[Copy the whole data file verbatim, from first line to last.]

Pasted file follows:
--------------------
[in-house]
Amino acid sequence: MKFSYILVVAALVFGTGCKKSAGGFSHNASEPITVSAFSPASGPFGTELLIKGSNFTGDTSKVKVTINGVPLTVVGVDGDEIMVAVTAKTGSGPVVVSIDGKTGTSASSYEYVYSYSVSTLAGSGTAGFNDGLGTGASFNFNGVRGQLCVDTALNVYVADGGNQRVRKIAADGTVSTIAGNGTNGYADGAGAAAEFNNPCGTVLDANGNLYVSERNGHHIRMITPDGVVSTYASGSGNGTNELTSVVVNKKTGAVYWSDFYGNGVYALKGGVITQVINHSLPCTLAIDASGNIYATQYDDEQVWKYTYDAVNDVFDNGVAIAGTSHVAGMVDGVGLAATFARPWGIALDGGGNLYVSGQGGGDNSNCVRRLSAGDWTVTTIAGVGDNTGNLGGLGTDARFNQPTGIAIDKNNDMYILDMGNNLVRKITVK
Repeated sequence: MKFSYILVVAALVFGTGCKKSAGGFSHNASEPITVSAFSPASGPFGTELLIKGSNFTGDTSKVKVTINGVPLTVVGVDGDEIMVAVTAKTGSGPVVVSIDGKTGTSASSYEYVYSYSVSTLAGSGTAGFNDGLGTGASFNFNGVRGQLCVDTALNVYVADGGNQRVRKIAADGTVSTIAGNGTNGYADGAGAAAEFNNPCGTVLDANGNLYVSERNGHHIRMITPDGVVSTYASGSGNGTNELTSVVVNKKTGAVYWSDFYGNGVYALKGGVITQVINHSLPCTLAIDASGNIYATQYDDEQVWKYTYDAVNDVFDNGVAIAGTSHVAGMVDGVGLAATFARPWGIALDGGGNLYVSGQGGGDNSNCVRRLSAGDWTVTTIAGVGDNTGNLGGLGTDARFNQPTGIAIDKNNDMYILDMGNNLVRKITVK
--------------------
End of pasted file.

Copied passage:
[in-house]
Amino acid sequence: MKFSYILVVAALVFGTGCKKSAGGFSHNASEPITVSAFSPASGPFGTELLIKGSNFTGDTSKVKVTINGVPLTVVGVDGDEIMVAVTAKTGSGPVVVSIDGKTGTSASSYEYVYSYSVSTLAGSGTAGFNDGLGTGASFNFNGVRGQLCVDTALNVYVADGGNQRVRKIAADGTVSTIAGNGTNGYADGAGAAAEFNNPCGTVLDANGNLYVSERNGHHIRMITPDGVVSTYASGSGNGTNELTSVVVNKKTGAVYWSDFYGNGVYALKGGVITQVINHSLPCTLAIDASGNIYATQYDDEQVWKYTYDAVNDVFDNGVAIAGTSHVAGMVDGVGLAATFARPWGIALDGGGNLYVSGQGGGDNSNCVRRLSAGDWTVTTIAGVGDNTGNLGGLGTDARFNQPTGIAIDKNNDMYILDMGNNLVRKITVK
Repeated sequence: MKFSYILVVAALVFGTGCKKSAGGFSHNASEPITVSAFSPASGPFGTELLIKGSNFTGDTSKVKVTINGVPLTVVGVDGDEIMVAVTAKTGSGPVVVSIDGKTGTSASSYEYVYSYSVSTLAGSGTAGFNDGLGTGASFNFNGVRGQLCVDTALNVYVADGGNQRVRKIAADGTVSTIAGNGTNGYADGAGAAAEFNNPCGTVLDANGNLYVSERNGHHIRMITPDGVVSTYASGSGNGTNELTSVVVNKKTGAVYWSDFYGNGVYALKGGVITQVINHSLPCTLAIDASGNIYATQYDDEQVWKYTYDAVNDVFDNGVAIAGTSHVAGMVDGVGLAATFARPWGIALDGGGNLYVSGQGGGDNSNCVRRLSAGDWTVTTIAGVGDNTGNLGGLGTDARFNQPTGIAIDKNNDMYILDMGNNLVRKITVK